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Thursday, November 19, 2009

T3 - Avoidant Personality Disorder

Week 6 in the Personality Disorder Parade has us studying Avoidant Personality Disorder. (There are only four more PDs to go!) People with Avoidant PD are characterized by social inhibition, feelings of inadequacy, and hypersensitivity to negative evaluation.

There are 7 diagnostic criteria for Avoidant PD, of which a person only has to have 4 to have a diagnosis. Without much ado, here they are:

1) Avoid work or school activities that involve significant interpersonal contact because of fears of criticism, disapproval or rejection. These people might even decline a new job promotion just because the additional/new responsibilities could put them under the microscope for criticism. They are anxious about reacting to criticism with blushing or crying.

2) Avoid making new friends unless they are certain they will be liked and accepted without criticism. For a person to be deemed friend-worthy, they have to pass stringent tests to prove they uncritically accept the person with Avoidant PD. These individuals won't join in group activities without repeated and generous offers of support and nurturance. Interpersonal intimacy is only established after the other person is put through the ringer to prove their acceptance. These individuals don't have a large social support network to help them through crises.

3) Shows restraint within intimate relationships for fear of being exposed, ridiculed, or shamed. So even once they decide to enter into a relationship with someone, these individuals still withhold intimate feelings or have trouble talking about themselves with a partner.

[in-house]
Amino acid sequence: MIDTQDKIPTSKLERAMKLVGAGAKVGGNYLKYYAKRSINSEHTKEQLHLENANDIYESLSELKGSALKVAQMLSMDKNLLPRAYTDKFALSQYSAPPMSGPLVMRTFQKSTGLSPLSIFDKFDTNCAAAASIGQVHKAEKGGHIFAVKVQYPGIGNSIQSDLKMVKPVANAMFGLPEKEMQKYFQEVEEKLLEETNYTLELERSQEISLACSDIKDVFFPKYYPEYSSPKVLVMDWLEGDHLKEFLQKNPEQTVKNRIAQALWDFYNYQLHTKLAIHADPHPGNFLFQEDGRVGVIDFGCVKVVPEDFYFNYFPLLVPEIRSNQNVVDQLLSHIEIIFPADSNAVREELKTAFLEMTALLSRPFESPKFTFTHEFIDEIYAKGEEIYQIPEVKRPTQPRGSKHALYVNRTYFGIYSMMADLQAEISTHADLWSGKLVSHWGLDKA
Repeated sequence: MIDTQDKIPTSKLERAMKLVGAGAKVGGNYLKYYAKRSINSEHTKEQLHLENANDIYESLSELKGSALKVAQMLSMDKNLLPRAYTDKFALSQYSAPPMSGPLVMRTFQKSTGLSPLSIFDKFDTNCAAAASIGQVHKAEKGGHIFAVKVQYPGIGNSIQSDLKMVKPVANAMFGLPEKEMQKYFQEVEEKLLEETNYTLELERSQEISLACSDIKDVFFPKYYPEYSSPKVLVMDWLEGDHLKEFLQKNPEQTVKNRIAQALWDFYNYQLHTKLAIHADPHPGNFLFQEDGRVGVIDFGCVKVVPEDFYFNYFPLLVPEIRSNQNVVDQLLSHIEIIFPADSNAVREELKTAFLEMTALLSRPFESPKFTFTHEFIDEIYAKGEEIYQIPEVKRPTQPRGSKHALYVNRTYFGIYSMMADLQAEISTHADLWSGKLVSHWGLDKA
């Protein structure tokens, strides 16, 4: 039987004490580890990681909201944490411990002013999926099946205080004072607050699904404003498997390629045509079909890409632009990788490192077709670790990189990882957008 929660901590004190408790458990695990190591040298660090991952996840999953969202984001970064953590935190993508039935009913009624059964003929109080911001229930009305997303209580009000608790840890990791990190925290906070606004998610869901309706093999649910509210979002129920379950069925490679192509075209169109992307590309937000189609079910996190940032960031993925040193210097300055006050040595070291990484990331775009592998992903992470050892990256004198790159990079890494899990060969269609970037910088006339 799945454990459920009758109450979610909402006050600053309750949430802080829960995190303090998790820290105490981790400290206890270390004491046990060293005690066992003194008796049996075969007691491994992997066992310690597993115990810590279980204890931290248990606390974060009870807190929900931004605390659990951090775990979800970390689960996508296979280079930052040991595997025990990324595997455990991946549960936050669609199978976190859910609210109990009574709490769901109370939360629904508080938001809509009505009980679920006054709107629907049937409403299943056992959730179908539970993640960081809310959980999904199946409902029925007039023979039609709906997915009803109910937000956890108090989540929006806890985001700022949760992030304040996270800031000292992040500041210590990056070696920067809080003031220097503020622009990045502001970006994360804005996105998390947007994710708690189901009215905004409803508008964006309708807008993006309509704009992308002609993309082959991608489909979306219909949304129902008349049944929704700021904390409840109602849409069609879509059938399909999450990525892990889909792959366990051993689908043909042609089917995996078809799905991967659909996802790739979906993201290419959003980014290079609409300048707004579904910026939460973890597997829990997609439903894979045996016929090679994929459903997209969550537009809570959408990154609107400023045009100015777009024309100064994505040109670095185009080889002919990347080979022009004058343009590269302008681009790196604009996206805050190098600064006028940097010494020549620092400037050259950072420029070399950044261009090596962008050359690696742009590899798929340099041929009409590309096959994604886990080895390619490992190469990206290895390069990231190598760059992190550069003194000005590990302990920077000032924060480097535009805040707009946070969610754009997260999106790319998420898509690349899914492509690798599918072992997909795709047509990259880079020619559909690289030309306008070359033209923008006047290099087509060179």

4) Preoccupied with being criticized or rejected in social situations. They will feel extremely hurt if someone is only mildly critical. These people are the proverbial wallflowers, but they like it that way. The less attention on them, the better, because the less likelihood of them being degraded ot rejected. So these individuals tend to be shy, quiet, and inhibited. They don't speak out much for fear others would say they're wrong. They react strongly to veiled or even suggestive mockery or sarcasm, taking it extremely personally. Sadly, these individuals long to be active participants in social life, but fear placing their welfare in the hands of others.

5) Inhibited in new interpersonal situations because they feel inadequate. Situations involving strangers are particularly difficult.

6) Views self as socially inept, personally unappealing, or inferior to others. Individuals with Avoidant PD have extremely low self-esteem. This starts at an early age. In childhood, these individuals would be shy and isolated, with a fear of strangers and new situations. While part of that is common in all children, in those who grow up to have Avoidant PD, the shyness actually increases in the adolescent years where social relationships are of the utmost importance.

7) Reluctant to take personal risks or to engage in any new activities because they may prove embarrassing. They live a restricted lifestyle because they need certainty and security. They may exaggerate the potential dangers of ordinary situations

Only about .5-1% of the general population have this personality disorder.

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Jessica Nelson said...

LOL, I'm glad you said only .5-1% have this because for some of those points I was afraid it was me. Heehee!
Very interesting stuff, as always.

MeganRebekah said...

LOL! Jessica I was thinking the *exact* same thing!

Elizabeth McKenzie said...

What a great disorder. I think we all have some of those symptoms.

Unknown said...

If you're an active writer, I don't know how you COULD have this disorder and even attempt to put your work out in front of others. The fear of rejection, so common to get published, would be insurmountable!

Eileen Astels Watson said...

Oh, my goodness. I think you just described hubby and I, Jeannie. LOL

I knew we were special, but .5 to 1% special. Now that's amazing.

Sherrinda Ketchersid said...

Hhhhm, I think I fall into a couple of those areas! lol I force myself to overcome...I have to, being a preacher's wife and all. :)

Jeannie Campbell, LMFT said...

the chances of almost all of my commenters having this are SO unlikely! maybe just aspects of it, right? and your husband can't both be avoidant....i mean you found each other, didn't you? :)

Allan Campbell said...

You think I would have got this correct on my Psych 201 test. Very well written article.

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Both comments and questions are welcome. I hope you enjoyed your time on the couch today.